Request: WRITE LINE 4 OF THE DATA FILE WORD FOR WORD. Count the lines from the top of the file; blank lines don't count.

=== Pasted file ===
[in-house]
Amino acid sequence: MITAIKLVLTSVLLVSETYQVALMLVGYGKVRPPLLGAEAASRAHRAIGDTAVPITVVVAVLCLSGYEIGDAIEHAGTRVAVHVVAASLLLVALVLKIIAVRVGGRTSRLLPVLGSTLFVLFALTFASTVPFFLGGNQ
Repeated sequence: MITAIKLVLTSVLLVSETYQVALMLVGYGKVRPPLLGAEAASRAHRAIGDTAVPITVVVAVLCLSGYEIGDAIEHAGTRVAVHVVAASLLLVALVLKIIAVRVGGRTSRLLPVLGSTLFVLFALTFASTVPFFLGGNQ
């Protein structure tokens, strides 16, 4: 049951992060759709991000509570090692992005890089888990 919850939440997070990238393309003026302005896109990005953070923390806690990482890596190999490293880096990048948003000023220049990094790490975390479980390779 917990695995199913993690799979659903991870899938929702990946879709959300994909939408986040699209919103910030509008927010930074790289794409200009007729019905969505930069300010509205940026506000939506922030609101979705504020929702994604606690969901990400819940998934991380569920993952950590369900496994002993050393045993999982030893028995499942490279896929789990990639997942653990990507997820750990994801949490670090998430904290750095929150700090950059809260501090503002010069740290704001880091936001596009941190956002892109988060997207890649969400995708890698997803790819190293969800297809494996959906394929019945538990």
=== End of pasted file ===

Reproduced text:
């Protein structure tokens, strides 16, 4: 049951992060759709991000509570090692992005890089888990 919850939440997070990238393309003026302005896109990005953070923390806690990482890596190999490293880096990048948003000023220049990094790490975390479980390779 917990695995199913993690799979659903991870899938929702990946879709959300994909939408986040699209919103910030509008927010930074790289794409200009007729019905969505930069300010509205940026506000939506922030609101979705504020929702994604606690969901990400819940998934991380569920993952950590369900496994002993050393045993999982030893028995499942490279896929789990990639997942653990990507997820750990994801949490670090998430904290750095929150700090950059809260501090503002010069740290704001880091936001596009941190956002892109988060997207890649969400995708890698997803790819190293969800297809494996959906394929019945538990």